If you are creating an index on a partitioned table, and do not specify a filegroup on which to place the index, the index is partitioned in the same manner as the underlying table. This is because indexes, by default, are placed on the same filegroups as their underlying tables, and for a partitioned table in the same partition scheme that uses the same partitioning columns. When the index uses the same partition scheme and partitioning column as the table, the index is aligned with the table.

Caution note Caution

Creating and rebuilding nonaligned indexes on a table with more than 1,000 partitions is possible, but is not supported. Doing so may cause degraded performance or excessive memory consumption during these operations. We recommend using only aligned indexes when the number of partitions exceed 1,000.

When partitioning a non-unique, clustered index, the Database Engine by default adds any partitioning columns to the list of clustered index keys, if not already specified.

Indexed views can be created on partitioned tables in the same manner as indexes on tables. For more information about partitioned indexes, see Partitioned Tables and Indexes.

In SQL Server 2014, statistics are not created by scanning all the rows in the table when a partitioned index is created or rebuilt. Instead, the query optimizer uses the default sampling algorithm to generate statistics. To obtain statistics on partitioned indexes by scanning all the rows in the table, use CREATE STATISTICS or UPDATE STATISTICS with the FULLSCAN clause.

Filtered Indexes

A filtered index is an optimized nonclustered index, suited for queries that select a small percentage of rows from a table. It uses a filter predicate to index a portion of the data in the table. A well-designed filtered index can improve query performance, reduce storage costs, and reduce maintenance costs.

Required SET Options for Filtered Indexes

The SET options in the Required Value column are required whenever any of the following conditions occur:

  • Create a filtered index.

  • INSERT, UPDATE, DELETE, or MERGE operation modifies the data in a filtered index.

  • The query optimizer uses the filtered index in the query execution plan.

    SET options

    Required value

    ANSI_NULLS

    ON

    ANSI_PADDING

    ON

    ANSI_WARNINGS*

    ON

    ARITHABORT

    ON

    CONCAT_NULL_YIELDS_NULL

    ON

    NUMERIC_ROUNDABORT

    OFF

    QUOTED_IDENTIFIER

    ON

    *Setting ANSI_WARNINGS to ON implicitly sets ARITHABORT to ON when the database compatibility level is set to 90 or higher. If the database compatibility level is set to 80 or earlier, the ARITHABORT option must explicitly be set to ON.

If the SET options are incorrect, the following conditions can occur:

  • The filtered index is not created.

  • The Database Engine generates an error and rolls back INSERT, UPDATE, DELETE, or MERGE statements that change data in the index.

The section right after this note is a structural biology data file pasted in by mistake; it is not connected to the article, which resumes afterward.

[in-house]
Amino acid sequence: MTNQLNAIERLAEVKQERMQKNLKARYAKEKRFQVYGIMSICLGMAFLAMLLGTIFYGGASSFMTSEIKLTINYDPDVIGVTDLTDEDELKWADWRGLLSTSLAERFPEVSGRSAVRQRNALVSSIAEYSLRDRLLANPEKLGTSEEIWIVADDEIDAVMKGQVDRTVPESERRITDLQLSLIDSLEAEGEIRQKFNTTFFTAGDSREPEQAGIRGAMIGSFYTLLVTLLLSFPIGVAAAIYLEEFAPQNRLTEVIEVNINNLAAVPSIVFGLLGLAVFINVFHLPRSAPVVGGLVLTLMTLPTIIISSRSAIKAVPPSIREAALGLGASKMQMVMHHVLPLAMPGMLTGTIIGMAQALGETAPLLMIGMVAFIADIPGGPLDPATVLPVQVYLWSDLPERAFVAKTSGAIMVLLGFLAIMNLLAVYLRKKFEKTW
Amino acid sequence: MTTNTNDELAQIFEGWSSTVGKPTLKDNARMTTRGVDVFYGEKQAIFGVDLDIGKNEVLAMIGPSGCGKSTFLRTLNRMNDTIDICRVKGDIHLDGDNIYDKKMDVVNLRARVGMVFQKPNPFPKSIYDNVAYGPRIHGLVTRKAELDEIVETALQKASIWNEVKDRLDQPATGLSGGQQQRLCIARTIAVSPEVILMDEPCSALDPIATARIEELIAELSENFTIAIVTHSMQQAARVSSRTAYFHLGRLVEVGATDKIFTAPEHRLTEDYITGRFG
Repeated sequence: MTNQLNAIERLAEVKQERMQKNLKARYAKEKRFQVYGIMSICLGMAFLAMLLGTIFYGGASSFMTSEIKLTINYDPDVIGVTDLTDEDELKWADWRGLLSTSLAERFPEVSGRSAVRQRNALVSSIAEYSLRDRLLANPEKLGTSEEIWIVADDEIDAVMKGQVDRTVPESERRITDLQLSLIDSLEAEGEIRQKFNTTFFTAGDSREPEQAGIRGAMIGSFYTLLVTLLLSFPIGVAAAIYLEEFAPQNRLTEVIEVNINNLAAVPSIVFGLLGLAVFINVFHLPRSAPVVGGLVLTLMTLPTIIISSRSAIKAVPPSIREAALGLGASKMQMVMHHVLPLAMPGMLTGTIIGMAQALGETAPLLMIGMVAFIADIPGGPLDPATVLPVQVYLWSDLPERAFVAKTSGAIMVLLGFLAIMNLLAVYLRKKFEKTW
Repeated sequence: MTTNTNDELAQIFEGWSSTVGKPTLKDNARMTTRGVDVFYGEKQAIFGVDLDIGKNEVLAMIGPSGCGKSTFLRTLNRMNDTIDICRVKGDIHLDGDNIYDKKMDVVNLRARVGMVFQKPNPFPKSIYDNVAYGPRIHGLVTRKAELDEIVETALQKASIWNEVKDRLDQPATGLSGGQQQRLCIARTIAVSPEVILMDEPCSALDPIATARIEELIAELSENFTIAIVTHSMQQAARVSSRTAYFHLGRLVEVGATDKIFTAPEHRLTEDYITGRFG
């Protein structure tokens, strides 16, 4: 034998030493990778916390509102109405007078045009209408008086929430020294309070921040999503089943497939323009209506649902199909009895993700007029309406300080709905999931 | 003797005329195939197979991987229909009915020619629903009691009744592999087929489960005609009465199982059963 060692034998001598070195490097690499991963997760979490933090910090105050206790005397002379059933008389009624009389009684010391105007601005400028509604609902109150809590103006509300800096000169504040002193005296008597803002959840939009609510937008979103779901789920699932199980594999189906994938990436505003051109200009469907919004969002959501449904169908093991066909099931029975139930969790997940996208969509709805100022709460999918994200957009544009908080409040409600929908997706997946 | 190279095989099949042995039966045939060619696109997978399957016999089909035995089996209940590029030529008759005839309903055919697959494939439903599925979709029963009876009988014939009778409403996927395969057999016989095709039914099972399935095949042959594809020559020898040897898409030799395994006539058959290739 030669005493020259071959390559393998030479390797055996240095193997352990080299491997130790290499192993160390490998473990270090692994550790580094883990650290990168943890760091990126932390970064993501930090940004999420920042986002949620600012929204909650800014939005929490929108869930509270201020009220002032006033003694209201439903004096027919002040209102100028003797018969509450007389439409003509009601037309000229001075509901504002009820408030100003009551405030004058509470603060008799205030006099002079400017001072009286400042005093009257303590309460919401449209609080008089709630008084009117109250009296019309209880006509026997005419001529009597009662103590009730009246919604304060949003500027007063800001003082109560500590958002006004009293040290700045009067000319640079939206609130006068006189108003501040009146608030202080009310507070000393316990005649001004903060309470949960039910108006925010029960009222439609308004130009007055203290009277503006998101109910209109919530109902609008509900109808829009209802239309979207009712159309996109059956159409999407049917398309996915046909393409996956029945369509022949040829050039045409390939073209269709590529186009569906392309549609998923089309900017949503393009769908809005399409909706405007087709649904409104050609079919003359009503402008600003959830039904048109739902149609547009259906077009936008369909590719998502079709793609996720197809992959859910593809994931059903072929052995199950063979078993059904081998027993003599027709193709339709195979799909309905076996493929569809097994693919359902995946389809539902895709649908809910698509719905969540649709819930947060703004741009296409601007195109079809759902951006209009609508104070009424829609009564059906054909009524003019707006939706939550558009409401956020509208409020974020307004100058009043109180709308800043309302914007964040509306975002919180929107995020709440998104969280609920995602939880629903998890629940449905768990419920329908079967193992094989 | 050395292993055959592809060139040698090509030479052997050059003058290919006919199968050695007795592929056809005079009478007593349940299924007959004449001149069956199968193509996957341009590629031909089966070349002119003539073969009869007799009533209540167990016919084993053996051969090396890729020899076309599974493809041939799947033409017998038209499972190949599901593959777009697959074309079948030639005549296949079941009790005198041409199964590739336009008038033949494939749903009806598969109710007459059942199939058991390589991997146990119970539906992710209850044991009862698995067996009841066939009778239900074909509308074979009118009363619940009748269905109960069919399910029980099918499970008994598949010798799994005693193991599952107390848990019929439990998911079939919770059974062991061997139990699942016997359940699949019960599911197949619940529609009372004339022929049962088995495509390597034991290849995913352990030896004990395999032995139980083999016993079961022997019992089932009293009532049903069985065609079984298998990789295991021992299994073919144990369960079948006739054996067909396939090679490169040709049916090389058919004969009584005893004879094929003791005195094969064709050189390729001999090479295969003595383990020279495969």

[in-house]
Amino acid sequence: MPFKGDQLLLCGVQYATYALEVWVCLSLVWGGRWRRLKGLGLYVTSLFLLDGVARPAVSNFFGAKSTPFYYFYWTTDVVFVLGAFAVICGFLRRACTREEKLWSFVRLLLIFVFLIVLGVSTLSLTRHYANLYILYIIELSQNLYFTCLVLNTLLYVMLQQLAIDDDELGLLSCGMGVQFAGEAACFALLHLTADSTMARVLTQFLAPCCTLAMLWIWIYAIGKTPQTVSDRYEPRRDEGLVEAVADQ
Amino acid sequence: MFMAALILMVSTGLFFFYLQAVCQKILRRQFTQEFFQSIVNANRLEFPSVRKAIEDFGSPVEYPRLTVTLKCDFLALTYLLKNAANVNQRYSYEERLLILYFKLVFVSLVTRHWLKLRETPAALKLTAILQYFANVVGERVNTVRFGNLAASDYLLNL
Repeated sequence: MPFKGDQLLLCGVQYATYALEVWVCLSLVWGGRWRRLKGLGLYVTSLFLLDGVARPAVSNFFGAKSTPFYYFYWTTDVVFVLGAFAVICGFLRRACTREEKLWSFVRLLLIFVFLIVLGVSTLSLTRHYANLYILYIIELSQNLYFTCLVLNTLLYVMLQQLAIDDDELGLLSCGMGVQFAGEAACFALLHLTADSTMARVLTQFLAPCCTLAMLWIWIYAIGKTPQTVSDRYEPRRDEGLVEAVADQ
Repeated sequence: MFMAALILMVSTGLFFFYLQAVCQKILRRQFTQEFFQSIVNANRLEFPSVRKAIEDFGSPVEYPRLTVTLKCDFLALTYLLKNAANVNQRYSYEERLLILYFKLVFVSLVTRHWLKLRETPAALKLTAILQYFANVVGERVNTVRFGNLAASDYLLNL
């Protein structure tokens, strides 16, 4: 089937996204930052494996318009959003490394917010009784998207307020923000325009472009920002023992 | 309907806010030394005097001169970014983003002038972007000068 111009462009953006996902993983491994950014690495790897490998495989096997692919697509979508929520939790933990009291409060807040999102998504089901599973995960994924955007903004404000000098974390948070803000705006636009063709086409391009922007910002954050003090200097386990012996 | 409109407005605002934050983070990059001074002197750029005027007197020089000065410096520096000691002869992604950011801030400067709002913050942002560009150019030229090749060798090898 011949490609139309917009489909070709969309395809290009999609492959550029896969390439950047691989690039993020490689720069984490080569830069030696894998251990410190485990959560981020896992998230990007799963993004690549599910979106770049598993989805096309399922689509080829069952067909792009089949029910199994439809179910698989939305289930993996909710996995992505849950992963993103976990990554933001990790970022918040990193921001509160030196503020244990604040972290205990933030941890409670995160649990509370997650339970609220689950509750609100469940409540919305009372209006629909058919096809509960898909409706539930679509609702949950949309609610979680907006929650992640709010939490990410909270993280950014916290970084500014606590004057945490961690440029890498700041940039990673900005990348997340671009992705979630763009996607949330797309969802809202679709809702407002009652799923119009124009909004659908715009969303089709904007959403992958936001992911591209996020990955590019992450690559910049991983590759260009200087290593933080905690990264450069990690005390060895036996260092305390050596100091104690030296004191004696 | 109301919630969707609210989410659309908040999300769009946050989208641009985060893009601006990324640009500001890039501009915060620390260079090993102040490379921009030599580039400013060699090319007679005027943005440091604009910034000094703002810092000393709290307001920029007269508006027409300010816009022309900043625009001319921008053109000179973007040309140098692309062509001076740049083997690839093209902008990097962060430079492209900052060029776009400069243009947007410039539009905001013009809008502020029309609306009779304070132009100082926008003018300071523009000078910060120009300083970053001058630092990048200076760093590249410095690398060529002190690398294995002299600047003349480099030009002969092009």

• Query optimizer does not consider the index in the execution plan for any Transact-SQL statements.

For more information about Filtered Indexes, see Create Filtered Indexes.

Spatial Indexes

For information about spatial indexes, see CREATE SPATIAL INDEX (Transact-SQL) and Spatial Indexes Overview.

XML Indexes

For information about XML indexes see, CREATE XML INDEX (Transact-SQL) and XML Indexes (SQL Server).

Index Key Size

The maximum size for an index key is 900 bytes. Indexes on varchar columns that exceed 900 bytes can be created if the existing data in the columns do not exceed 900 bytes at the time the index is created; however, subsequent insert or update actions on the columns that cause the total size to be greater than 900 bytes will fail. The index key of a clustered index cannot contain varchar columns that have existing data in the ROW_OVERFLOW_DATA allocation unit. If a clustered index is created on a varchar column and the existing data is in the IN_ROW_DATA allocation unit, subsequent insert or update actions on the column that would push the data off-row will fail.

Nonclustered indexes can include non-key columns in the leaf level of the index. These columns are not considered by the Database Engine when calculating the index key size . For more information, see Create Indexes with Included Columns.

Note Note

When tables are partitioned, if the partitioning key columns are not already present in a non-unique clustered index, they are added to the index by the Database Engine. The combined size of the indexed columns (not counting included columns), plus any added partitioning columns cannot exceed 1800 bytes in a non-unique clustered index.

Computed Columns

Indexes can be created on computed columns. In addition, computed columns can have the property PERSISTED. This means that the Database Engine stores the computed values in the table, and updates them when any other columns on which the computed column depends are updated. The Database Engine uses these persisted values when it creates an index on the column, and when the index is referenced in a query.

To index a computed column, the computed column must deterministic and precise. However, using the PERSISTED property expands the type of indexable computed columns to include:

  • Computed columns based on Transact-SQL and CLR functions and CLR user-defined type methods that are marked deterministic by the user.

  • Computed columns based on expressions that are deterministic as defined by the Database Engine but imprecise.

Persisted computed columns require the following SET options to be set as shown in the previous section "Required SET Options for Indexed Views".